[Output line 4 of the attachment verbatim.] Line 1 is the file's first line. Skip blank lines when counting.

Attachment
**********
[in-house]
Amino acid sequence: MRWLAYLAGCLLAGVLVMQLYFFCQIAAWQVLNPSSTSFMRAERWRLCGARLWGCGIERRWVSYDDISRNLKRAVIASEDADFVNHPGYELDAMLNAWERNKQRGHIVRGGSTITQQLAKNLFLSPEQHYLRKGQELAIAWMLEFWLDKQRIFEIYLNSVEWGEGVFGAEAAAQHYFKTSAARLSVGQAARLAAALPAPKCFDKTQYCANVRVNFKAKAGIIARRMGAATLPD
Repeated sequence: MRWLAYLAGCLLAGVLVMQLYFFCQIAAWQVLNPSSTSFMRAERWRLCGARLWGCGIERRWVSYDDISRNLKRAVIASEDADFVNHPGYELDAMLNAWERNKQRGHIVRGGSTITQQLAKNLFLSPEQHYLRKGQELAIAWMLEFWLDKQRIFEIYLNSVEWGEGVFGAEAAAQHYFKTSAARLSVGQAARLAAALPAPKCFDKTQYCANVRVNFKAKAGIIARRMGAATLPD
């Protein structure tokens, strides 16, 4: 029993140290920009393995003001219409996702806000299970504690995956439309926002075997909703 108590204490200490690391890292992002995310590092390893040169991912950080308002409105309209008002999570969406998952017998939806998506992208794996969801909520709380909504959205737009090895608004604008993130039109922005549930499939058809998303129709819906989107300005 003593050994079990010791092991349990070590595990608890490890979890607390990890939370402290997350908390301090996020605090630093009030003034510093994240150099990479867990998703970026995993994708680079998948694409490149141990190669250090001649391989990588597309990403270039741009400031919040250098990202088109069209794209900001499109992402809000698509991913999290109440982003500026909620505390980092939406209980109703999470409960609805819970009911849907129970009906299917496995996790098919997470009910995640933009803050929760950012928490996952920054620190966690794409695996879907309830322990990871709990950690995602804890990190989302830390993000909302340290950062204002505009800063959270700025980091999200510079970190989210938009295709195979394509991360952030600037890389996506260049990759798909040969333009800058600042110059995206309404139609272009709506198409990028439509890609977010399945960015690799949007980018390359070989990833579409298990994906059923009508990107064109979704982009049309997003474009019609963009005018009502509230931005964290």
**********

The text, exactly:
């Protein structure tokens, strides 16, 4: 029993140290920009393995003001219409996702806000299970504690995956439309926002075997909703 108590204490200490690391890292992002995310590092390893040169991912950080308002409105309209008002999570969406998952017998939806998506992208794996969801909520709380909504959205737009090895608004604008993130039109922005549930499939058809998303129709819906989107300005 003593050994079990010791092991349990070590595990608890490890979890607390990890939370402290997350908390301090996020605090630093009030003034510093994240150099990479867990998703970026995993994708680079998948694409490149141990190669250090001649391989990588597309990403270039741009400031919040250098990202088109069209794209900001499109992402809000698509991913999290109440982003500026909620505390980092939406209980109703999470409960609805819970009911849907129970009906299917496995996790098919997470009910995640933009803050929760950012928490996952920054620190966690794409695996879907309830322990990871709990950690995602804890990190989302830390993000909302340290950062204002505009800063959270700025980091999200510079970190989210938009295709195979394509991360952030600037890389996506260049990759798909040969333009800058600042110059995206309404139609272009709506198409990028439509890609977010399945960015690799949007980018390359070989990833579409298990994906059923009508990107064109979704982009049309997003474009019609963009005018009502509230931005964290």